Mitt Romney may have been the loser last night but things were much worse for Tim Pawlenty. The former Minnesota governor, who briefly was a candidate for president, has done everything by the book in his political career. He won two terms as a governor of a swing state and then ran for the White House with a uniquely appealing brand as a “Sam’s Club Republican.”
But Pawlenty then ran out of money after not meeting expectations in the Ames straw poll, so he dropped out of the race. After all, there isn’t supposed to be a path forward in the presidential primary for candidates with empty coffers and unmet expectations. In defeat, he backed frontrunner Mitt Romney and became an eager surrogate for the Massachusetts Republican. Then last night, Romney not only suffered a disappointing setback, but did so in Pawlenty’s home state of Minnesota—which Romney won overwhelmingly in 2008.
Pawlenty was once considered presidential timber, fawned over in national profiles as the future of the Republican Party. But last night, he couldn’t deliver his home state—which he carried even during the Democratic wave of 2006—for the GOP frontrunner. Although Pawlenty was the lead surrogate for the Romney campaign in Minnesota, repeatedly attacking Rick Santorum, it did little good. In fact, Romney finished third in Minnesota, behind Ron Paul as well as Santorum.
But as embarrassing as this was, it still didn’t come close to a new political low for him. The most notable moment of Pawlenty’s presidential campaign was when he was unable to criticize Romney’s Massachusetts health-care plan in a debate, one day after stridently attacking it as “Obamneycare” on Fox News Sunday. Two months after that, he was forced out of the presidential race by Michele Bachmann.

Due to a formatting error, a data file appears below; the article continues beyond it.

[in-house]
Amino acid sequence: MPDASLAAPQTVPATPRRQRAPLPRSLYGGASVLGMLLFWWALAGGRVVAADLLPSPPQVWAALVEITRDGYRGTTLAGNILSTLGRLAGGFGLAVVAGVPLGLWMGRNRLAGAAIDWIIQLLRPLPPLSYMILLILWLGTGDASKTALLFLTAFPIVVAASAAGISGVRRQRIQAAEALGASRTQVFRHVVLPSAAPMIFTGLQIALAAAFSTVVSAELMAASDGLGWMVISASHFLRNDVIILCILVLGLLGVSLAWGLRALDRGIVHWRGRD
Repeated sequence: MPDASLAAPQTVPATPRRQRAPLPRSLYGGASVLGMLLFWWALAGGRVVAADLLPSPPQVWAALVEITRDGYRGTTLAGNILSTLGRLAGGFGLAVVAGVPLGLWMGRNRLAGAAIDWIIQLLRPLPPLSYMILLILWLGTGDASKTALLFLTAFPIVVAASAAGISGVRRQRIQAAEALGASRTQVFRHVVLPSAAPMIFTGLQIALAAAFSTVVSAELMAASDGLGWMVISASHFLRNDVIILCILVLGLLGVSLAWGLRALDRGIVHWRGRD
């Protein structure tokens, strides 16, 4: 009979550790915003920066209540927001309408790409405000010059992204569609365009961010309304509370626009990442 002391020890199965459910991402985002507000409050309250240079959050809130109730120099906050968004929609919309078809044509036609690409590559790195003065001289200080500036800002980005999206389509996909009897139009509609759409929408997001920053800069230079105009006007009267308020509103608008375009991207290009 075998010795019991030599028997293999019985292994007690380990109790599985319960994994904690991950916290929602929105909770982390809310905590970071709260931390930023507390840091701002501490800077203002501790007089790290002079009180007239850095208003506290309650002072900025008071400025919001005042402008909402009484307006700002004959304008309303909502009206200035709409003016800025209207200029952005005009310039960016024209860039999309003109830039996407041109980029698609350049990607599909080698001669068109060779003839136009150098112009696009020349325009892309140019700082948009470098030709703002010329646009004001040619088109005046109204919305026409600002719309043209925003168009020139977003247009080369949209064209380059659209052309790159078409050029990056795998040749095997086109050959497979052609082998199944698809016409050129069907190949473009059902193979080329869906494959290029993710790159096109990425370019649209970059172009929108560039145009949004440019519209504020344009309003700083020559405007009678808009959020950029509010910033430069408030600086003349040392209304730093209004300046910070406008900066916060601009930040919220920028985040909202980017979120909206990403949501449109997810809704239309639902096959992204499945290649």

Adding to Pawlenty’s humiliation was that tonight’s winner, Santorum, was running in the exact niche of the GOP field—economically populist, socially conservative—that the ex-governor occupied. Santorum has even made the same criticisms of Romney as Pawlenty. In fact, the only difference between the two was that Pawlenty made for a far more credible nominee, and a far more credible potential president, last year. He had supporters from all corners of the GOP, ranging from establishment intellectuals to Joe Wilson, the congressman who shouted “you lie” at President Obama. But while Pawlenty took his third-place finish in the Ames straw poll as a reason to drop out, Santorum turned his fourth-place showing into victory on caucus night in Iowa (and in all three states holding contests last night).
Romney's dismal showing in Minnesota shouldn't end Pawlenty’s political career. After all, Romney is still the favorite in the Republican primary, and Pawlenty’s loss in one straw poll shouldn’t negate two statewide wins as a Republican in Minnesota. But last night cost Pawlenty a lot of political capital. Despite being the designated Romney attack dog, the former Massachusetts governor suffered a crushing defeat in Pawlenty’s home state.
This will likely squelch any vice-presidential ambitions Pawlenty had and force him to channel any ambitions in a future Romney administration toward one of the less glamorous cabinet posts. Like 2008’s stillborn presidential contender Tom Vilsack, he could end up falling into the abyss of the Department of Agriculture. But, it could be even worse if Pawlenty wishes to stay in politics. Minnesota has a competitive Senate race in 2014, and Pawlenty could be stuck in a three-pronged race against Al Franken and write-in candidate Lizard People. After being unable to best Bachmann and her bizarre sense of humor, Pawlenty likely would be in deep trouble facing a professional comedian. But regardless of what path he takes, it is clear that the joke was on Tim Pawlenty last night.